Top 10 Essential Oils & Their Unexpected Health Benefits

Top 10 Essential Oils & Their Unexpected Health Benefits

Top 10 Essential Oils & Their Benefits. Essential oils have been used way back in the day, and have been historically used for health and medicinal benefits. These scented oils are typically extracted from the “essence” of plants, and are growing increasingly popular in therapeutic uses. While benefits vary depending on the type of oil in question, there are all sorts of different oils for different treatments. Some oils can help improve mood, memory, and sleep while others aim to treat sore muscles and joints.

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Timestamps:
Lavender Oil: 00:51
Tea Tree Oil: 01:36
Rose Oil: 02:30
Peppermint Oil: 03:08
Chamomile Oil: 03:37
Clary Sage Oil: 04:34
Lemon Oil: 05:12
Cedarwood Oil: 06:02
Eucalyptus Oil: 06:35
Sandalwood Oil: 07:22
Jasmine Oil: 08:22
Ylang Ylang Oil: 09:17

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Summary:
Lavender Oil: In what is probably the most used essential oil today, lavender oil is derived from the Lavandula Angustifolia plant, a type of lavender plant out of the 39 existing species. Most commonly used in aromatherapy, it’s a powerhouse essential oil that is often sedative. Due to its powerful antioxidants and calming properties, lavender oil is great for helping to reduce anxiety, improve brain function, and aid with sleep. Believe it or not, lavender oil was used by the Egyptians for mummification and as a perfume, and according to sources, there was even a faint smell of lavender when King Tut’s tomb was opened back in 1923.

Tea Tree Oil: Derived from the leaves of the Australian plant Melaleuca alternifolia, tea tree oil is inexpensive yet effective with its strong antimicrobial properties. However, don’t confuse the tea tree with the plant that produces leaves used to make black, green and oolong tea, as they’re totally different. Typically undiluted, tea tree oil is often applied directly onto the skin to help treat blemishes and infections. Thanks to its anti-inflammatory and anti-bacterial properties, it fights harmful organisms by damaging cell membranes and treating bacterial fungal skin conditions, preventing infection and promoting healing. Australians have a long history with tea tree oil that goes way back, where they often inhaled the aroma of crushed leaves to relieve cough and used poultices to help heal wounds.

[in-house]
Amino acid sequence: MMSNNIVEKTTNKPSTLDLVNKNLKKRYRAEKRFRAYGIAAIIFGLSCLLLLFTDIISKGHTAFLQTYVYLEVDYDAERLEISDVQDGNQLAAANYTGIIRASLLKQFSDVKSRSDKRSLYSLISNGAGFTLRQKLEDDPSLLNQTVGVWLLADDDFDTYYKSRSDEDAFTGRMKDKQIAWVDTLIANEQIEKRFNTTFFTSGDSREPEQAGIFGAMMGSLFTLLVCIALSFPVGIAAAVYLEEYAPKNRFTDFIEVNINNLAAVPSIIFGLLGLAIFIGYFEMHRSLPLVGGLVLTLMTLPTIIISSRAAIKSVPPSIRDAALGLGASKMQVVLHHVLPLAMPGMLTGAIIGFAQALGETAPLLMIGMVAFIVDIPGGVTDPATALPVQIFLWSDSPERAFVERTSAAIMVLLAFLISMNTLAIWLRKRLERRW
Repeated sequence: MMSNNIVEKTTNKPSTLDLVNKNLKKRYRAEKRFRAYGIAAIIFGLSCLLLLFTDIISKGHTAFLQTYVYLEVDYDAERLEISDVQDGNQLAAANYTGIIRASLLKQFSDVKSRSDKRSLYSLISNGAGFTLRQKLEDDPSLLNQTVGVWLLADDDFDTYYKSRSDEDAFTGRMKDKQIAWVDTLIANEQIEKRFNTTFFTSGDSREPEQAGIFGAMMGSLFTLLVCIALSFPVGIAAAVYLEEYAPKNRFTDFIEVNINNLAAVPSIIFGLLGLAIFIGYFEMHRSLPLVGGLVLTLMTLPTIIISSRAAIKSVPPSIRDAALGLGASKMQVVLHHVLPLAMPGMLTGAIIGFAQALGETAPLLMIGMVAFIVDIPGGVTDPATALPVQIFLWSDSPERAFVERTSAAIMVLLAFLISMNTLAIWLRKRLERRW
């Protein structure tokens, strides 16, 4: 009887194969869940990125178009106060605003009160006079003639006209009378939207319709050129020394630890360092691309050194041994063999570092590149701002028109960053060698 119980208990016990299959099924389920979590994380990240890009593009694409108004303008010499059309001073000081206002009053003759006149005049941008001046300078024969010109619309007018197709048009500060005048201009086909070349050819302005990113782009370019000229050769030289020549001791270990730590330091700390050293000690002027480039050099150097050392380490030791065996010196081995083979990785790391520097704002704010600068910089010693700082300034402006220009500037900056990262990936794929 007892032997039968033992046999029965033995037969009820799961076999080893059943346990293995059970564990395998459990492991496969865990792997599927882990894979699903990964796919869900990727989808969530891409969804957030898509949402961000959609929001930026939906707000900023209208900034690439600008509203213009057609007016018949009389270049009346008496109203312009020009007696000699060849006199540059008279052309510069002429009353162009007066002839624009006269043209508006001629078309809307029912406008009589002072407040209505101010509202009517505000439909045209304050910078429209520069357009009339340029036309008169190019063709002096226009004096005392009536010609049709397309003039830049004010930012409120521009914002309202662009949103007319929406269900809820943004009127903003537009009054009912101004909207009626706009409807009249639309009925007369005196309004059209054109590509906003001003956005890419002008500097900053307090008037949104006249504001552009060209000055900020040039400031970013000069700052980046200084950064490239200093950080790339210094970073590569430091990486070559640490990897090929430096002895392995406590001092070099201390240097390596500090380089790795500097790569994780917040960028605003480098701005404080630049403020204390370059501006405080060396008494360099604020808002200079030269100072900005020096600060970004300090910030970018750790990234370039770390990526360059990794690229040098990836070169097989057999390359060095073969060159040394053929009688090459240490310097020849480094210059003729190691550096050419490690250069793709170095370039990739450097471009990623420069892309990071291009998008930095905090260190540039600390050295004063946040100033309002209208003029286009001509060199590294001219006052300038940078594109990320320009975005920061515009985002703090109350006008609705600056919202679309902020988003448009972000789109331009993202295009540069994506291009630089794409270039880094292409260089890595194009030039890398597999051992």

Rose Oil: Aside from its pleasant floral scent, those in the beauty community are already well aware of its benefits. Created through a simple process of steam distillation, rose oil has been used in beauty treatments for several years. Extracted from Rosa damascene, rose oil helps to prevent acne, balance hormones provides anti-aging properties, reduce rosacea, and even helps to naturally increase libido! Like lavender oil, rose oil helps to fight depression by boosting self-esteem and increase confidence.

Peppermint Oil: If you’ve ever felt nauseous or experienced an upset stomach, you’ve probably been told by someone to drink peppermint tea as it helps the digestive system speed up elimination. This also applies to peppermint oil, as peppermint contains menthol which helps soothe symptoms of Irritable Bowel Syndrome and prevent spasms. Commonly used in cosmetics and soaps, peppermint oil can also be taken in capsules as dietary supplements.

Chamomile Oil: While extracted from the chamomile plant, there are two types of chamomile oils. The Roman chamomile, also known as the Anthemis nobilis, and the German chamomile is known as Matricaria chamomilla. Despite being extracted from similar plants, both oils differ a bit from each other as well. The Roman chamomile is typically more calming while the German chamomile is a very powerful anti-inflammatory agent because of the compound it contains called azulene, which gives it its deep blue colour. In general, chamomile oil provides many health benefits. It removes toxic agents and is great at killing lice if applied to your head. Both oils help lower blood pressure and calm the nervous system, relieving it of any spasms or convulsions.

Clary Sage Oil: Derived from the plant Salvia sclarea, the herb is believed to be a native of Europe, particularly the northern Mediterranean Basin. Widely used as a medicine and as a spice, clary sage oil is often used to improve circulation, stress relief, and help regulate menstruation. Clary sage is considered one of the top essential oils for hormones, especially for women.

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